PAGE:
Marketing Mix: Promotion

Sanitation marketing applies the marketing mix or Four Ps, which form the core of any social marketing program: place, price, product, and promotion. In the context of sanitation marketing, promotion is the glue that binds the marketing mix together ---communicating details about the product, price, place, and even the behavior promoted to the target audience.

The module reviews some principles to consider such as the central role that research and evidence should play when developing a communications campaign, and the need to develop an integrated campaign across multiple communication channels. But developing an evidence-based promotions strategy across multiple channels takes time. Another challenge is that implementation will largely be in the hands of local government or other partners. One way to overcome this challenge is to build in sufficient supervision and monitoring.

Keep in MindKey Terms
  • Promotion
    Promotion includes behavior change communication as well as commercial advertising and promotion approaches.
  • Branding
    Branding is a powerful marketing tool at scale and can be used on a wide range of applications including a campaign (e.g., a national sanitation program), an ODF community, an accredited supplier, an idea (e.g., a modern/ODF society) or a product.
  • Managing advertising agencies
    Invest the time needed to develop a solid brief. * Once the agency has been contracted and is on board, do a full briefing to provide detailed comments on their proposal * Demand contact reports after each meeting that summarize discussion and agreements * Review all drafts against the creative brief * Request a full debriefing on the results of pretesting



behavior change communication (BCC)


communication concepts


creative brief



marketing plan

marketing strategy




results framework

Nearly 40% of Lao PDR’s rural population still defecates in the open and only 56% have access to improved sanitation — one of the worst rates in Southeast Asia. To help rural villages across the country become open defecation free (ODF), a national behavior change communication (BCC) campaign and toolkits encouraged the construction / purchase of latrines among rural households.

*NEW* Promotion Mix: Niger
In partnership with Population Services International (PSI), WSP developed a strategy for behavior change communication (BCC) to encourage rural households in Niger to stop defecating in the open and adopt desirable sanitation behaviors such as using a latrine. Building on insights from formative research, the BCC campaign adopted “a better choice: a better life” as its overall theme.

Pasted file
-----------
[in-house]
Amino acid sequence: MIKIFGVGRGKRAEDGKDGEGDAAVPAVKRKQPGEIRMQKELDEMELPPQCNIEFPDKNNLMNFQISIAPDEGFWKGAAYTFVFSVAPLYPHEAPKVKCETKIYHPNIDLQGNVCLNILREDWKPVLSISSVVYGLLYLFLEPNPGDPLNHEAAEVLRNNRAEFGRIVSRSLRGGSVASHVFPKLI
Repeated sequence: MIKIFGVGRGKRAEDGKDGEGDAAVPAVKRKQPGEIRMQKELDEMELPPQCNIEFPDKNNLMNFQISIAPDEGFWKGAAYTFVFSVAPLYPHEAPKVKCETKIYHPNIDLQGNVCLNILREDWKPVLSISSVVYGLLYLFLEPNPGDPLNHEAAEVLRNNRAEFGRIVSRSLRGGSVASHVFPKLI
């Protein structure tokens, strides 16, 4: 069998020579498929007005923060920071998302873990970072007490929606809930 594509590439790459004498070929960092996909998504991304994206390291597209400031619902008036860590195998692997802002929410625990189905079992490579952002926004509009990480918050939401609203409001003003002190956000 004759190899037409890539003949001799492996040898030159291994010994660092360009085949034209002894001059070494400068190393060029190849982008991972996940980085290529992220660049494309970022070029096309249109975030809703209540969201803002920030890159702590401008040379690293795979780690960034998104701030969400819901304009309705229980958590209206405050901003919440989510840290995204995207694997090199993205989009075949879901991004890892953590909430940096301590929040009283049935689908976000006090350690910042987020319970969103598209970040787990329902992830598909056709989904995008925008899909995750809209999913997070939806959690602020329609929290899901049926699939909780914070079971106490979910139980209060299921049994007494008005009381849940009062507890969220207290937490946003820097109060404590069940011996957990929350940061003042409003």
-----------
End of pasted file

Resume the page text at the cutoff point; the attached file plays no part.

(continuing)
A rural sanitation strategy for the provinces in the Mekong River Delta Region and a companion Toolkit support implementation at province, district, commune and village levels. The Toolkit includes Behavior Change Communication (BCC) and market development materials as well as resources to support training activities.


An evidence based Behavior Change Communication strategy was created in Hoa Binh province for the implementation of the National Target Program on Rural Water Supply and Sanitation. The campaign uses the tagline “Chung tay vì làng quê sạch đẹp,” or “Join hands for a clean and beautiful village.”


In the Philippines, a Behavior Change Communication (BCC) campaign is targeting rural households without access to improved sanitation. In a country where 12% of the rural population (5.9 million people) still practice open defecation and 3% (1.5 million people) continue to use unimproved toilets, the BCC campaign is designed with a goal of increasing ownership of hygienic toilets.


Promotion Mix: Uganda
In Uganda, WSP developed a communication campaign to support sanitation marketing efforts targeting rural households.  65% of rural households do not have improved sanitation facilities.  The campaign builds on a critical research finding that heads of households wish to be seen as people of good status in society among their peers and within the community.

Promotion Mix: Cambodia

The communication campaign focused on how to generate demand for improved sanitation and encourage latrine purchase.  The campaign’s overall message was “build or buy a latrine now,” which built on the research findings that many people were delaying getting a toilet and making other household investments instead.

Promotion Mix: India

A communication campaign was developed to encourage both individuals and entire communities to recognize the value of sanitary latrines as a means to end open defecation, leading to construction, regular usage, and maintenance. The campaign tone was aspriational, contemporary, and centered on a sense of pride.

Promotion Mix: Tanzania

Promotion materials were developed around a core message, Choo Bora Chawezekana! Tumeamua Maendeleo Hadi Chooni ("A Good Toilet is Possible! We’ve taken our development all the way into the toilet!")  to convey that upgrading a latrine is easy  and  households that upgrade are assured to improve their safety, comfort, and standing within the community.  This campaign was highlighted as part of the Creative for Good Initiative of the World Economic Forum. Selected from over 100 submissions, the campaign was considered an excellent case study for others to learn about social issue campaigns.  Click here for more information.

Promotion Mix: Indonesia

The marketing strategy and communication campaign were developed at the province level. A series of market and consumer studies provided valuable insights about the target audience. Communication tools and a catalog of informed facility options were developed to support implementation by local governments.